• “Now Try” Exercises appear after select examples, mirroring how an instructor might stop in class to ask students to try a problem, allowing them to immediately apply their understanding.
  • Check Your Understanding problems appear at the end of each section to prepare students for the exercise sets, encouraging them to reflect on what they’ve learned before applying it further.
  • End-of-Chapter study aids help students recall key ideas and focus on the relevance of these concepts.
  • Integrating Technology features within sections allow students to incorporate technology into the learning process, including graphing calculators.
  • In the 14th Edition, graphing calculator screens have been updated to the TI-84 Plus CE format and are now in colour.
Author biography

Larry Goldstein has received several distinguished teaching awards, given more than fifty Conference and Colloquium talks & addresses, and written more than fifty books in math and computer programming.  He received his PhD at Princeton and his BA and MA at the University of Pennsylvania. He also teaches part time at Drexel University.


David Lay holds a BA from Aurora University (Illinois), and an MA and PhD from the University of California at Los Angeles. David Lay has been an educator and research mathematician since 1966, mostly at the University of Maryland, College Park. He has published more than 30 research articles on functional analysis and linear algebra, and he has written several popular textbooks. Lay has received four university awards for teaching excellence, including, in 1996, the title of Distinguished Scholar—Teacher of the University of Maryland. In 1994, he was given one of the Mathematical Association of America’s Awards for Distinguished College or University Teaching of Mathematics. Since 1992, he has served several terms on the national board of the Association of Christians in the Mathematical Sciences.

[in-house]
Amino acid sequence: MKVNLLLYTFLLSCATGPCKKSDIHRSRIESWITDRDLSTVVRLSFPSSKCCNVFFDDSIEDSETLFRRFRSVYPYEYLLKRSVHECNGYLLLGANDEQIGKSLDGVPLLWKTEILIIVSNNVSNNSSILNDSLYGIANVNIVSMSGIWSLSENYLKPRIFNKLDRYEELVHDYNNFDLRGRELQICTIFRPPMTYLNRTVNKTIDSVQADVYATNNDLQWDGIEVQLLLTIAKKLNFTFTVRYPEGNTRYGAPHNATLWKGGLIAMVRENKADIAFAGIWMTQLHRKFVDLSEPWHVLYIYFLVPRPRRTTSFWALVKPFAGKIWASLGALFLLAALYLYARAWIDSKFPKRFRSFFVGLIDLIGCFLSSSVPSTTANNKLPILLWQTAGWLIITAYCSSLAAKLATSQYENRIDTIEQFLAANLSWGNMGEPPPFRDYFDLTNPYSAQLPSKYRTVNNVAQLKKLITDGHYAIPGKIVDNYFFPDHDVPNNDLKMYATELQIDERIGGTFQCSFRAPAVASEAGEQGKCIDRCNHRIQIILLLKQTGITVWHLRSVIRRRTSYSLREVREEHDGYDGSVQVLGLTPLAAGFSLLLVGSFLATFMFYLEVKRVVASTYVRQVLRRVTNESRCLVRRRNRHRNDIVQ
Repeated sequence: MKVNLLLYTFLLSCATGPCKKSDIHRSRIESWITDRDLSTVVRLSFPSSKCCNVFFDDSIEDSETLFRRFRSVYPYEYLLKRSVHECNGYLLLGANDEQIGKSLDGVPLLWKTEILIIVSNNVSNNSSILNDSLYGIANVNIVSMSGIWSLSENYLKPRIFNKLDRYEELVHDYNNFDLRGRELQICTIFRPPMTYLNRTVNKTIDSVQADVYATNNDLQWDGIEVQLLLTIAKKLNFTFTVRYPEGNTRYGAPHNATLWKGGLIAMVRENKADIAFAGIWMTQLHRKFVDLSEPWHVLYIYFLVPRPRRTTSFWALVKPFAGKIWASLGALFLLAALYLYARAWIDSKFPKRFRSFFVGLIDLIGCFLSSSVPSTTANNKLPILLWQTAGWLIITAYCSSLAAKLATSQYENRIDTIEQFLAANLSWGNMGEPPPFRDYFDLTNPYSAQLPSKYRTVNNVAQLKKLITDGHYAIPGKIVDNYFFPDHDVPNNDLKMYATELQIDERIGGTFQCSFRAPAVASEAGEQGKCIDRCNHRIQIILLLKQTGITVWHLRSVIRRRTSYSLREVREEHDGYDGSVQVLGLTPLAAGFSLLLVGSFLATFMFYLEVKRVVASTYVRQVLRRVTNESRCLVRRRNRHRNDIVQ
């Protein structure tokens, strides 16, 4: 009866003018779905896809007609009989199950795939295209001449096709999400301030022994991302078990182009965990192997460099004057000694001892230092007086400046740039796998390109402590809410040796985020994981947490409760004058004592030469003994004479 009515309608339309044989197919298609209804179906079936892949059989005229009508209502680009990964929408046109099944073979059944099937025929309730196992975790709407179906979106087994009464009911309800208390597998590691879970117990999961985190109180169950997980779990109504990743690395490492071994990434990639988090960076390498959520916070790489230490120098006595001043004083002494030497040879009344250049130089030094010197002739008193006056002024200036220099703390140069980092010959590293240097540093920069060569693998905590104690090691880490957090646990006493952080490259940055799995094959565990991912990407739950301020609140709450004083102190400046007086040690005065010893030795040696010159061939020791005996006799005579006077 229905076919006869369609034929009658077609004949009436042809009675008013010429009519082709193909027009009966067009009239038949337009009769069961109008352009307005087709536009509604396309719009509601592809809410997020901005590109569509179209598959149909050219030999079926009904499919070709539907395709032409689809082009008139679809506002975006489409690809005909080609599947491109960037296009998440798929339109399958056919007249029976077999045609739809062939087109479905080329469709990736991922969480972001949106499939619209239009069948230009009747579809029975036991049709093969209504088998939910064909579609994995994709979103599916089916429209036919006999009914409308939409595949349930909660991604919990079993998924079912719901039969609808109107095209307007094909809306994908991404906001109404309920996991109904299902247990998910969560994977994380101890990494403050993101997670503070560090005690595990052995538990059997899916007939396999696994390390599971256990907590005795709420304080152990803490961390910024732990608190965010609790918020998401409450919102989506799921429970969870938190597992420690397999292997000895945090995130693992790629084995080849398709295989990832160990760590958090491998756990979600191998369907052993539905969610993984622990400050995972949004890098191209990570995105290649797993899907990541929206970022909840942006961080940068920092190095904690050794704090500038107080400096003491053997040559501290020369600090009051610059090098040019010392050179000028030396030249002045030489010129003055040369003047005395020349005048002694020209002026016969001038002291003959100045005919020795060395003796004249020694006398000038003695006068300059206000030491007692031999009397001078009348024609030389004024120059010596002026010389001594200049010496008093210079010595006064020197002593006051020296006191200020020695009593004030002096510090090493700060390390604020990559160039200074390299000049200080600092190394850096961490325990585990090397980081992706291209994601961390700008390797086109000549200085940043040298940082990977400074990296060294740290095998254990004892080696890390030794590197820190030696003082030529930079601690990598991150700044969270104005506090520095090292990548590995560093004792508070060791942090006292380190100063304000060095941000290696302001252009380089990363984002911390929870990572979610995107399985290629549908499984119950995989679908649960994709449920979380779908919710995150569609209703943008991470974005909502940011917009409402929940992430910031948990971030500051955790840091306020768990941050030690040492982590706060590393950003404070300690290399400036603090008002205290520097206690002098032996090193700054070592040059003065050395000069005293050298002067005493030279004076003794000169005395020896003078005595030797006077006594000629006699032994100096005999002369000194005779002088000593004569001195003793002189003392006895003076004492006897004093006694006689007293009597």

David Schneider, who is known widely for his tutorial software, holds a BA degree from Oberlin College and a PhD from MIT. He is currently an associate professor of mathematics at the University of Maryland. He has authored eight widely used math texts, fourteen highly acclaimed computer books, and three widely used mathematics software packages. He has also produced instructional videotapes at both the University of Maryland and the BBC.


Nakhle Asmar received his PhD from the University of Washington. He is currently a professor of mathematics and Chair of the Mathematics Department at the University of Missouri, Columbia. He is the author and coauthor of widely used calculus texts as well as textbooks on complex analysis, partial differential equations and Fourier series. He has received several awards for outstanding teaching. His popular textbooks have been translated into Chinese and Portuguese.